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Film Literature Index

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Kowry
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Film Literature Index

#1

Post by Kowry »

An attempt at making it easier for forum members to find film-related reading.

Books that are generally considered essential reading on the subject and/or have been recommended by several forum members appear in boldface.

Obviously the list is very much a work in progress and far from extensive - basically going through my book shelf and to-read list -, and all recommendations are very welcome. But it will get better! Unsure whether I should list books like the 1001 greatest movies or 500 Essential Cult Films. It would be nice if a mod could pin this.

General film history
Thomas Schatz: The Genius of the System: Hollywood Filmmaking in the Studio Era (1988)
Thomas Schatz, Hollywood Genres (1981)
Peter Biskind: Easy Riders, Raging Bulls: How the Sex-Drugs-and-Rock 'N Roll Generation Saved Hollywood (1997)
Thomas Doherty: Pre-Code Hollywood: Sex, Immorality, and Insurrection in American Cinema; 1930-1934 (1999)
Mark A. Vieira: Sin in Soft Focus: Pre-Code Hollywood (1999)
A History of Russian Cinema (Birgit Beumers, 1999)
Film After Film: (Or, What Became of 21st Century Cinema?) (Hoberman, 2012)
The Story of Film (Mark Cousins, 2004)

Film theory
Leo Braudy and Marshall Cohen (edited by): Film Theory & Criticism

Autobiographical
Sidney Lumet: Making Movies (1995)
Lloyd Kaufman: All I Need to Know about Filmmaking I Learned from The Toxic Avenger (1988)
John Waters: Shock Value (1981)
Bruce Campbell: If Chins Could Kill: Confessions of a B Movie Actor (2001)
Howard Hawks: Hawks on Hawks (1982)
Orson Welles: This Is Orson Welles (1992)

Biography (non-autobiographical)
Tag Gallagher: John Ford: The Man and His Films (1986)

Horror and Exploitation
Jasper Sharp: Behind the Pink Curtain: The Complete History of Japanese Sex Cinema (2008)
Harvey Fenton: Ten Years Of Terror: British Horror Films Of The 1970s (2000?)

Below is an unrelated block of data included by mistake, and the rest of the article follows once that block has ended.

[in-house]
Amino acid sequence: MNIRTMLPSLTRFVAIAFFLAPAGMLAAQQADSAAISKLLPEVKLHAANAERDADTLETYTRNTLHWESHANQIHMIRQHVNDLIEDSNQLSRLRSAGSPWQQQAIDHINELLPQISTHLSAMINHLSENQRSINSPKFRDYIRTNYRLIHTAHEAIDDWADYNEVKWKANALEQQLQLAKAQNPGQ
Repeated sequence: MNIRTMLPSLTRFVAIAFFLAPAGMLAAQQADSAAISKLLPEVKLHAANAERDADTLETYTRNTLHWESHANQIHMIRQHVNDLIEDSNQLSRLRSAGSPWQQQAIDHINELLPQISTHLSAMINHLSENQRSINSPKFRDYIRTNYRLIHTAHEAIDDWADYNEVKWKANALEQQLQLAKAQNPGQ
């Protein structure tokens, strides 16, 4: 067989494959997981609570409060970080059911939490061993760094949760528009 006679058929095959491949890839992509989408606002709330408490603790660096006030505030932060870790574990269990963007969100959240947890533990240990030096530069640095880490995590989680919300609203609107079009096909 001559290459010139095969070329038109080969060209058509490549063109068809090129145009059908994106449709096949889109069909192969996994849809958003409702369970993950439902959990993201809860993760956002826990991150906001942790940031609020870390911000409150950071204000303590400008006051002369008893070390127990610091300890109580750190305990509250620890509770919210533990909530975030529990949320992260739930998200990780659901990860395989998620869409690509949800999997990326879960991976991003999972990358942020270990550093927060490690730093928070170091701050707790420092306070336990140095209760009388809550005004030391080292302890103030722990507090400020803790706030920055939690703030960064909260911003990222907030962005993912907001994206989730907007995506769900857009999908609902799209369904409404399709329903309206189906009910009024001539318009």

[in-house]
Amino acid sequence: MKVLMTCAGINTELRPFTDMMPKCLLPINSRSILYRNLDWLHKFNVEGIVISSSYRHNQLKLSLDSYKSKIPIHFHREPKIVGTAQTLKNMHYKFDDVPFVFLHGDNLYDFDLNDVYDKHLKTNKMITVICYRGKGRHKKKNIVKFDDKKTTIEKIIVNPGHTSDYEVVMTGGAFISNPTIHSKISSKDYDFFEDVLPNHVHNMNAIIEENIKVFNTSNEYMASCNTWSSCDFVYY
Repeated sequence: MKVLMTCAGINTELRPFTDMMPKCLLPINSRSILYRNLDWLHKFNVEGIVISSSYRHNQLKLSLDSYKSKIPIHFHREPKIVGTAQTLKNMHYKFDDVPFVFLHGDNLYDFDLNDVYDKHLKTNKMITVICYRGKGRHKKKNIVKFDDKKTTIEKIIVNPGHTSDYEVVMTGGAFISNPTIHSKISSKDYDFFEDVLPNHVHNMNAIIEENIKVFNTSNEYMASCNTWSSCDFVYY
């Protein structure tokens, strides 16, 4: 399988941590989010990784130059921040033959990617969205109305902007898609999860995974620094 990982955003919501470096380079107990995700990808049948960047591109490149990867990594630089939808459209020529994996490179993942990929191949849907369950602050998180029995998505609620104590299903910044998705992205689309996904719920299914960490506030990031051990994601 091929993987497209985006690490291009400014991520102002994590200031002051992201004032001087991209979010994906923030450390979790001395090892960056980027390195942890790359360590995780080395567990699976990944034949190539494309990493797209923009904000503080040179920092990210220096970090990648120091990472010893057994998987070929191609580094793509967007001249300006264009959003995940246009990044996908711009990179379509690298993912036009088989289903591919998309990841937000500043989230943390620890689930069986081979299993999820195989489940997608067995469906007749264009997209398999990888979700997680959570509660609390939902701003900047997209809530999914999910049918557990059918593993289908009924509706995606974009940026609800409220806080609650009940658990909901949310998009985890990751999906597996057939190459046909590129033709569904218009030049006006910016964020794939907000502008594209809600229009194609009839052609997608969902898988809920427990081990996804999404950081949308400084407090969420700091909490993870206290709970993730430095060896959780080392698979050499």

Jason Zinoman: Shock Value: How a Few Eccentric Outsiders Gave Us Nightmares, Conquered Hollywood, and Invented Modern Horror (2011)

Western
Christopher Frayling: Spaghetti westerns - Cowboys and Europeans from Karl May to Sergio Leone (1981)
Howard Hughes: Spaghetti Westerns (2010)
Alex Cox: 10,000 Ways to Die: A Director's Take on the Spaghetti Western (2009)
Kevin Grant, Any Gun can Play: The Essential Guide to Euro-Westerns (2011)

Other
Kenneth Anger: Hollywood Babylon (1987)
Past Imperfect: History According to the Movies (1996, Carnes & co.)


Obviously the list is very much a work in progress and far from extensive - basically going through my book shelf and to-read list -, and all recommendations are very welcome. But it will get better! Unsure whether I should list books like the 1001 greatest movies or 500 Essential Cult Films. It would be nice if a mod could pin this.
Last edited by Kowry on September 10th, 2014, 5:21 pm, edited 1 time in total.
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3eyes
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#2

Post by 3eyes »

OK, books I have on hand (and have more or less read):

Michael Haas, ed. Hollywood raises political consciousness: Political messages in feature films (2014). Colliection of essays by various authors. (Editor is president of the Political Film Society.)

J. Hoberman, Film after film; or, what became of 21st Century Cinema?
(2012).

Mark C. Carnes, ed. Past Imperfect: History according to the Movies. (rev ed 1996). Collection of essays by various historians and critics discussing the historical accuracy or lack thereof of various "historical" films (mostly, but not all, Hollywood).

Birgit Beumers, A history of Russian Cinema (2009)

Parviz Jahed, ed. Directory of World Cinema [vol 10]: Iran. (2012)

John H. Lenihan, Showdown: Confronting modern America in the Western Film (1980). How Westerns reflect the changing political ambience of the times, from the 40s thru the 70s.

Kevin Grant, Any Gun can Play: The Essential Guide to Euro-Westerns (2011)

Tom Zaniello, The cinema of globalization: a guide to films about the new economic order (2007). Includes feature films, but documentaries predominate. Films listed alphabetically with topical index.

This next one is in the spiritual ballpark. I haven't worked with it, mainly because it would involve a lot of rewatching. Dunno if anyone is interested, but I include it here in case:

John Pungente and Monty Williams (both SJ), Finding God in the dark: taking the spiritual exercises of St. Ignatius to the movies (2004).


@Kowry: Thanks for starting this thread. I reckon the categorization will have to be modified after enough bibliography has been assembled. I was once a library cataloguer, for what that might be worth.
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#3

Post by Local Hero -- aka MestnyiGeroi »

If people are interested in film theory, this book, in my experience, is the most commonly used intro at universities here. Caution: many of the essays are quite heady, so it's not casual reading.